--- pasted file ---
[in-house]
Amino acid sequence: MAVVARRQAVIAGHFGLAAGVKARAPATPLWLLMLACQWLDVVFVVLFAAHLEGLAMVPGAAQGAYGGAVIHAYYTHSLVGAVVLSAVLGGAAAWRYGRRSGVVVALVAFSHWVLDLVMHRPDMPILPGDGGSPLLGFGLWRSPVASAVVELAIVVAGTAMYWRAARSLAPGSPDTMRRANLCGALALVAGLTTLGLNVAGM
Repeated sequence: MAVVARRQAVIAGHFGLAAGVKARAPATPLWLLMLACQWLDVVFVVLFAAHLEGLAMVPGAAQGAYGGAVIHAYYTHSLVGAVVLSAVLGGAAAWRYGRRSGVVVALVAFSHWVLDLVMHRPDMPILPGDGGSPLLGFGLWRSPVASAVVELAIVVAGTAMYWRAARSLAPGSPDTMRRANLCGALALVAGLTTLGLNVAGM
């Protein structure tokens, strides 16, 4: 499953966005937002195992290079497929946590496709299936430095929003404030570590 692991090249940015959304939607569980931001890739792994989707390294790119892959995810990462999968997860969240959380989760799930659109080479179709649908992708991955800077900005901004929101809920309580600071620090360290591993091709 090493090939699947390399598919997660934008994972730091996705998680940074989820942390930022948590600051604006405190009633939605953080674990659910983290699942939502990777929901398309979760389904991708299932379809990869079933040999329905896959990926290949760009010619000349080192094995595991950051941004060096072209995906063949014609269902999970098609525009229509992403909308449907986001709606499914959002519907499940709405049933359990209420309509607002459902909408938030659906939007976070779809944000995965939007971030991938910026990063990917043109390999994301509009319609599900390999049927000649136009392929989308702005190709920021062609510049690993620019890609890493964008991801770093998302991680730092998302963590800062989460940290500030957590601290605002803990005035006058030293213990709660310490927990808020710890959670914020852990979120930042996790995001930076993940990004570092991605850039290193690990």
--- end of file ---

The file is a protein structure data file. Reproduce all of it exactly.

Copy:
[in-house]
Amino acid sequence: MAVVARRQAVIAGHFGLAAGVKARAPATPLWLLMLACQWLDVVFVVLFAAHLEGLAMVPGAAQGAYGGAVIHAYYTHSLVGAVVLSAVLGGAAAWRYGRRSGVVVALVAFSHWVLDLVMHRPDMPILPGDGGSPLLGFGLWRSPVASAVVELAIVVAGTAMYWRAARSLAPGSPDTMRRANLCGALALVAGLTTLGLNVAGM
Repeated sequence: MAVVARRQAVIAGHFGLAAGVKARAPATPLWLLMLACQWLDVVFVVLFAAHLEGLAMVPGAAQGAYGGAVIHAYYTHSLVGAVVLSAVLGGAAAWRYGRRSGVVVALVAFSHWVLDLVMHRPDMPILPGDGGSPLLGFGLWRSPVASAVVELAIVVAGTAMYWRAARSLAPGSPDTMRRANLCGALALVAGLTTLGLNVAGM
């Protein structure tokens, strides 16, 4: 499953966005937002195992290079497929946590496709299936430095929003404030570590 692991090249940015959304939607569980931001890739792994989707390294790119892959995810990462999968997860969240959380989760799930659109080479179709649908992708991955800077900005901004929101809920309580600071620090360290591993091709 090493090939699947390399598919997660934008994972730091996705998680940074989820942390930022948590600051604006405190009633939605953080674990659910983290699942939502990777929901398309979760389904991708299932379809990869079933040999329905896959990926290949760009010619000349080192094995595991950051941004060096072209995906063949014609269902999970098609525009229509992403909308449907986001709606499914959002519907499940709405049933359990209420309509607002459902909408938030659906939007976070779809944000995965939007971030991938910026990063990917043109390999994301509009319609599900390999049927000649136009392929989308702005190709920021062609510049690993620019890609890493964008991801770093998302991680730092998302963590800062989460940290500030957590601290605002803990005035006058030293213990709660310490927990808020710890959670914020852990979120930042996790995001930076993940990004570092991605850039290193690990």